It’s here! My first book, Cheap Threats: Why the United States Struggles to Coerce Weak States is now available for purchase through Georgetown University Press and Amazon. The book focuses on the following puzzle: The United States has the world’s most powerful military and has demonstrated a willingness to use its military power on many occasions (in fact, the book demonstrates that the United States always follows through on its compellent threats). Why, then, would a small, weak state choose not to comply when the United States threatens it with military force to try to convince it to change its behavior? In other words, when the United States says to a weak state, “admit weapons inspectors to your nuclear facilities or we will bomb you,” why would this state choose to resist?
In Cheap Threats, I draw on game theoretic logic about costly signaling to argue that target states resist compellent threats issued by the United States when these threats are cheap to issue and to execute. I demonstrate that the United States has developed a method of war-fighting that limits the costs (human, financial, and political) of employing military force, and thus the threat to employ force is not a convincing signal that the United States is highly motivated to exact compliance from the targeted state. In other words, targets resist in the face of threats that are relatively cheap to execute because the cheapness of the force does not signal that the United States is highly motivated. A target expects that the United States will carry out the threatened action and then give up as the costs of continuing to coerce the target state become too high.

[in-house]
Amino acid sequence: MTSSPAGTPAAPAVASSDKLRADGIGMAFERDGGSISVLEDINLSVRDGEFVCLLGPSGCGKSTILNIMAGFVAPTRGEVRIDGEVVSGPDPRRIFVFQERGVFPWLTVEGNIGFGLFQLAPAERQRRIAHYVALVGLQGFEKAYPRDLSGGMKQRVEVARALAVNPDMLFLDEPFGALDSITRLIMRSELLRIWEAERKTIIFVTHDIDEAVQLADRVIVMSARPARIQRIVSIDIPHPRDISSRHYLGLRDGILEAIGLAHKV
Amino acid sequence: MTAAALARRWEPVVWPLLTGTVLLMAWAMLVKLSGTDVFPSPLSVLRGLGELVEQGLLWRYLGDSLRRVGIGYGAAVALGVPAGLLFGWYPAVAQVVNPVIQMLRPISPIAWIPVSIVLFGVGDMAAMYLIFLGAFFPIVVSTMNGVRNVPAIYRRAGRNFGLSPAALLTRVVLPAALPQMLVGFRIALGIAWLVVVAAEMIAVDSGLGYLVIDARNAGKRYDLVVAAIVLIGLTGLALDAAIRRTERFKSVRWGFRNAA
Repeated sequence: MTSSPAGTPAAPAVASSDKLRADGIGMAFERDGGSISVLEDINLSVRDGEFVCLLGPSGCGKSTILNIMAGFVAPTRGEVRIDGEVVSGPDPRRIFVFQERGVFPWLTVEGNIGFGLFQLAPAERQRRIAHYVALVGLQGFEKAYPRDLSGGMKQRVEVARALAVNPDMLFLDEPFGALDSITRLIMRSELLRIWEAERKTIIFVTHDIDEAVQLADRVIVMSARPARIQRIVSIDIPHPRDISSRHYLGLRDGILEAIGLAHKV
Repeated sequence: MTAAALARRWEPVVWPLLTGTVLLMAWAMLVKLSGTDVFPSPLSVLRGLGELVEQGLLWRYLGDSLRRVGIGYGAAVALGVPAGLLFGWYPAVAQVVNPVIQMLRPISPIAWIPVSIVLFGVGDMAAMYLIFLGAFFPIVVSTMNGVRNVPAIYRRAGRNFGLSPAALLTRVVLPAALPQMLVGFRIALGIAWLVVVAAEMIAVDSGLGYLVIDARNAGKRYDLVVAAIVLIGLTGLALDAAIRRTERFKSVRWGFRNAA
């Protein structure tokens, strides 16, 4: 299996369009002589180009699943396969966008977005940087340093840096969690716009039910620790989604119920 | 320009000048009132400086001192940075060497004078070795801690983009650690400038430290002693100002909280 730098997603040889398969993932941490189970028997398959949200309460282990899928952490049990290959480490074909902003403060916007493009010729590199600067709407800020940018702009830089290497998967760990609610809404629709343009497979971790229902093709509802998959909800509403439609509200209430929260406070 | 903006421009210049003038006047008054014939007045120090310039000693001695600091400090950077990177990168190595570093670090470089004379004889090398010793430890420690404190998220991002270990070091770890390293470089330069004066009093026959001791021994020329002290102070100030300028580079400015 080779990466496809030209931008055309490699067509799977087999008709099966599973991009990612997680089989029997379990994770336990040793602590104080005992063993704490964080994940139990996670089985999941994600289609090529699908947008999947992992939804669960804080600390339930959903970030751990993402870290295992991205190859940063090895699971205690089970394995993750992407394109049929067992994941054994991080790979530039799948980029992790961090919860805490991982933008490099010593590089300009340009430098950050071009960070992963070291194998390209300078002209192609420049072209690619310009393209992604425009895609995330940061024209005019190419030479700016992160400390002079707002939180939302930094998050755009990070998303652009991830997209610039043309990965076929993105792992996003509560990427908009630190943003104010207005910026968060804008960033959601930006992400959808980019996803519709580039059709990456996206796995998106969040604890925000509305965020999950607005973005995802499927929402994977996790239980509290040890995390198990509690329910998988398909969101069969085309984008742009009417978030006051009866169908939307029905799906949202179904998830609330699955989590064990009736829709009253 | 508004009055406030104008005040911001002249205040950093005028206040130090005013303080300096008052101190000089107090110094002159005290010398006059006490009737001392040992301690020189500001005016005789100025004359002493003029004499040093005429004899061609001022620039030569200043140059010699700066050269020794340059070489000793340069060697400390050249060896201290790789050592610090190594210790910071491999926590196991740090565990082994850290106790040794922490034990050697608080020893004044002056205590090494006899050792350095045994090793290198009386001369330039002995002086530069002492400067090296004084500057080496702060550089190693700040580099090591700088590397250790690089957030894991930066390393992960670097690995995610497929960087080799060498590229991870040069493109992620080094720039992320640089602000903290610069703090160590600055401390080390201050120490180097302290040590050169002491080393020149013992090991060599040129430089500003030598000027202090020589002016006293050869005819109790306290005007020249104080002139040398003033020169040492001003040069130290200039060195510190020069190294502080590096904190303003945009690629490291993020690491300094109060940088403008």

How can I argue that the use of force is cheap for the country with the world’s most expensive defense establishment? Cheap Threats demonstrates that the United States now has a model of warfare that relies on an all-volunteer military (no politically costly conscripts to send overseas) supplemented by private contractors who rely on advanced technology to attack targets from a distance (precision air power and drones, for example), and that we pay for our wars (Iraq and Afghanistan) with deficit spending. We have effectively insulated the vast majority of the American public from the costs of employing force, and we even shield our own soldiers from many of these costs by opting for “standoff strike” operations like we saw with the 2011 Libya intervention, which was conducted entirely from the skies.
To make the case for my theory, I evaluate an original dataset of compellent threats in all international crises in which the United States was involved from 1945-2007. I also examine in detail four prominent cases in which the United States employed threats to coerce an adversary: the 1962 Cuban Missile Crisis, the 1991 Gulf War, the 2003 War against Iraq, and the 2011 Libya intervention. The Iraq chapters draw on new caches of documents and recordings seized after the 2003 invasion of Iraq to probe Saddam Hussein’s decision making (spoiler alert: he’s not as crazy as you might have thought!), and the Libya chapter traces the course of the U.S. decision to intervene and Qaddafi’s continued resistance. I also take a look at many competing arguments about threat effectiveness. I find, for example, no support for the argument that states determine whether to comply with threats based on the United States’ reputation for acting in past crises. In other words, the United States does not need to take action simply for the purpose of reinforcing a reputation for toughness.
Need more convincing? Read reviews of the book and see a list of contents here.
 A “compellent threat” involves the use of a threat of military force to convince a targeted state to change its current behavior. A “deterrent threat,” on the other hand, is a threat intended to prevent future behavior (nuclear deterrence would fall into this general category). Cheap Threats focuses only on compellent threats.
 The book explains why the costs that the United States incurs when issuing and executing threats, not those incurred by the target, make a threat effective in changing a target’s behavior.